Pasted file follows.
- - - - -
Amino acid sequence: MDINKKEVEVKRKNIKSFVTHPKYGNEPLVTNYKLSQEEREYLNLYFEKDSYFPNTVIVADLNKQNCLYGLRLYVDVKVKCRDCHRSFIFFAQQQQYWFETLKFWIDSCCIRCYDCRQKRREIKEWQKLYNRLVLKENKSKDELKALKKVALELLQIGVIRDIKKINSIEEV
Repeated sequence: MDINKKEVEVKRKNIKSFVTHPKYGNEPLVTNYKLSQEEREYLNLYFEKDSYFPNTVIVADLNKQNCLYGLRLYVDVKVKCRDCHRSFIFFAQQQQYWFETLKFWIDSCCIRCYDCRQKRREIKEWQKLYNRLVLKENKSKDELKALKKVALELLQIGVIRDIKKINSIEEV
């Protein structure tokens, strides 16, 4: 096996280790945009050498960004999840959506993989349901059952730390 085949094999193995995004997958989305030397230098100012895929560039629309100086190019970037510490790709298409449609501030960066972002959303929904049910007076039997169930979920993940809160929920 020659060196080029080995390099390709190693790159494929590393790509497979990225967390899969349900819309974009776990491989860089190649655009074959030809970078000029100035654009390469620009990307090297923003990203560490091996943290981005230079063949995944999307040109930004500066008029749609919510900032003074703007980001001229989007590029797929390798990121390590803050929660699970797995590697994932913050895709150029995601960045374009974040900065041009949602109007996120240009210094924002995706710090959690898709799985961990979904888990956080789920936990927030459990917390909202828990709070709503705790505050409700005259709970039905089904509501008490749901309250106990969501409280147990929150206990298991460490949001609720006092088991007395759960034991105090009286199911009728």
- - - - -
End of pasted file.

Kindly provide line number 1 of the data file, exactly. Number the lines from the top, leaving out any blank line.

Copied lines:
Amino acid sequence: MDINKKEVEVKRKNIKSFVTHPKYGNEPLVTNYKLSQEEREYLNLYFEKDSYFPNTVIVADLNKQNCLYGLRLYVDVKVKCRDCHRSFIFFAQQQQYWFETLKFWIDSCCIRCYDCRQKRREIKEWQKLYNRLVLKENKSKDELKALKKVALELLQIGVIRDIKKINSIEEV